Deer Camp ’86 Slogs Along In A Muddled Mess [Screamfest]

Deer Camp '86 still

Deer Camp ‘86 is a tortuous viewing experience despite its short 85–minute runtime. 

Deer Camp ‘86, directed by L. VanDyke Sibouotszen and written by Bo Hansen and Riley Taurus, playing at Screamfest, follows a set of men on a great outdoors trip for hunting season. Their journey turns into a fight for survival against a supernatural assailant. With dreadful acting and abrupt tonal shifts, the movie is akin to Pumpkinhead without the entertainment. Deer Camp ‘86 is a tortuous viewing experience despite its short 85–minute runtime. 

The group has Wes (Noah Lalonde), hothead Karlos (Josh Dominguez), J.B. (Brian Michael Raetz), Buck (Jay J. Bidwell), Simon (Arthur Cartwright) and Edwards (David Lautman). They friends head to the forests, geared up to hunt deer; to call them friends would be a misnomer. It is not the amount of yelling and bullying that makes their camaraderie unbelievable; it is the disregard they feel when some of their members die. One of them even cracks a joke while eyeing their deceased member. On their way to their cabin, they stop at a bar and Wes chats with the bartender named Star (Tina Joy), an Indigenous woman.  

Deer Camp Has Promising Parallels That Get Lost

Deer Camp '86 still of Star pointing a gun at a man
Deer Camp ’86 still. Courtesy of Screamfest.

While there, they wind up in a barroom brawl with a group of local racists, which Star breaks up at gunpoint. There is a commentary potential regarding the dichotomy of the troublemaking racists and the obscure danger of the unassuming man. Hypocritically, the group challenges the racists yet ignores the offensive member in their party. Social media’s alt-right racists and liberals trending name that mixes Pocahontas’s name with ‘broke’ to attack former president Trump is an apt parallel.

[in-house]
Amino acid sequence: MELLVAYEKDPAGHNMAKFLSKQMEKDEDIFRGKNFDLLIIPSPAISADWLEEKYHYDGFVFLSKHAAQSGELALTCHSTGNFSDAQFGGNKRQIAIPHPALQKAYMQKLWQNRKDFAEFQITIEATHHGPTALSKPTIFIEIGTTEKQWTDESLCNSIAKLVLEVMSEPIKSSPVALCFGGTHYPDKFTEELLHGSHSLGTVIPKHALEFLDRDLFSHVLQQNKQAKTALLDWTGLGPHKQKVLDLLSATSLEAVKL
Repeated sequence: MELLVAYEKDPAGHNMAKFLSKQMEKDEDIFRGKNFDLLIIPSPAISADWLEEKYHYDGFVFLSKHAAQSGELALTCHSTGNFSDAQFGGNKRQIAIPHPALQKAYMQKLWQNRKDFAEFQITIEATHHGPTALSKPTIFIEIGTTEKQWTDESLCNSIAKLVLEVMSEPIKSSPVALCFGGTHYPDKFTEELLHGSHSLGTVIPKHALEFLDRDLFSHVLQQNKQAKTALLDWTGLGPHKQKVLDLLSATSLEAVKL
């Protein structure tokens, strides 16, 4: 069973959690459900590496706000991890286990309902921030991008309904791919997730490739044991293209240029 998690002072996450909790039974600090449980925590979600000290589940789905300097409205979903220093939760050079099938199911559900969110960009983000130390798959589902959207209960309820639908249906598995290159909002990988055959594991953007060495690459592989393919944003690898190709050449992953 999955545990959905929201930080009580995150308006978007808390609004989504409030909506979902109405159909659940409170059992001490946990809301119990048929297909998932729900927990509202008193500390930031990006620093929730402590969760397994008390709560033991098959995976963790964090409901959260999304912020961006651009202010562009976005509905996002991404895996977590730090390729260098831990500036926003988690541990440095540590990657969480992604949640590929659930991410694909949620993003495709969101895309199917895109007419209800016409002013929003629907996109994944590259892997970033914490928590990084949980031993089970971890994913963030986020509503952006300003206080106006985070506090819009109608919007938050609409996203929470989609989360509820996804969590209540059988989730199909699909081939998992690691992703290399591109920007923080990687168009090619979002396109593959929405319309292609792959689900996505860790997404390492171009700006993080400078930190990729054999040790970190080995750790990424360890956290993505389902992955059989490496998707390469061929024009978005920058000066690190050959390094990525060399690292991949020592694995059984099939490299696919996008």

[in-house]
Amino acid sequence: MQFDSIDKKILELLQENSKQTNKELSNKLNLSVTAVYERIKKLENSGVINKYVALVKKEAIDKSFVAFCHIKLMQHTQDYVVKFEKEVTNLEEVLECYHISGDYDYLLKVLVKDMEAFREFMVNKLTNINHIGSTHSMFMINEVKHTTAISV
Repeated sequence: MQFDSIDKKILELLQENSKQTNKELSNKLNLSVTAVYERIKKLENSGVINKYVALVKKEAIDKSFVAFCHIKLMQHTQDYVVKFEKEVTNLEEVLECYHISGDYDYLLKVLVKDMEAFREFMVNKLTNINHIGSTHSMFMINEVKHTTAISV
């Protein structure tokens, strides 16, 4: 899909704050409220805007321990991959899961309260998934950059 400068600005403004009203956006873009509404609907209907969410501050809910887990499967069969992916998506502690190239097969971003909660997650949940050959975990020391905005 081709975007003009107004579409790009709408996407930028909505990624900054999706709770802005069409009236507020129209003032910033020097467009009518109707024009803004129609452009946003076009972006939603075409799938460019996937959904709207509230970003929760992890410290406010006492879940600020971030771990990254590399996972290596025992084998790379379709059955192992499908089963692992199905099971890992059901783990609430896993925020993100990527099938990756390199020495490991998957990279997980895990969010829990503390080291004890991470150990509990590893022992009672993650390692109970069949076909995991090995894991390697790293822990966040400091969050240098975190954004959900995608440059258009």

But the whole message gets lost in the progressive degradation of the film’s quality. Tina Joy gives a decent performance, but the abysmal performances of the rest overshadow it. An unknown assailant attempts to assault her and kills her for resisting. The attempted assault angered me, but I still hoped there was something more to the film. Call me an optimist. But the acting continued to deteriorate as though there was a competition on who could deliver the worst performance. 

Traumatic Scene Feels Out Of Place

Deer Camp '86 still of a billboard stating "Have You Seen Us?" with a picture of two missing young, Indigenous women
Deer Camp ’86 still. Courtesy of Screamfest.

The humor does not work and most jokes are offensive in their efforts after Star’s death. The issue/movement about MMIW (Missing & Murdered Indigenous Women) feels inessential, used as a plot point rather than having any purpose despite it being the reason later events unfold. By the end, the twist is not a twist if you pay attention, and while it is doubtful anyone will miss these men, the film is so bad you cannot even enjoy their deaths. If there was a point, which the end suggests, it vanishes because Deer Camp ‘86 is terrible. 

Good Camera Work And Effects

Deer Camp '86 still of men approaching a man tied up up to trees.
Deer Camp ’86 still. Courtesy of Screamfest.

The camera work was reasonably good. It is confusing that certain parts stand out, given the meat of the film fails so abysmally. Visual effects of the supernatural pursuer were sound, which surprised me. There are some gory deaths for the audience, but this movie is not scary. There is too much that does not work. I didn’t know if this was horror or comedy because it failed at both. 

Deer Camp ‘86 takes a serious subject—missing and murdered Indigenous women—and obscures it behind a terrible film. Filled to the brim with bad acting, Deer Camp ‘86 borders on offensive but is hands-down bad. There are few films I recommend passing on, but I cannot even label this film camp or B-horror worth viewing. If you watch it, do so at your peril and realize it is time you do not get back. 

1 thought on “Deer Camp ’86 Slogs Along In A Muddled Mess [Screamfest]”

  1. Jacqueline VanEssen

    I completely disagree! I found the movie to be quite good. A combination of humor and horror. I think the acting was phenomenal. I particularly like the character Buck played by Jay J Bidwell. He definitely delivered.

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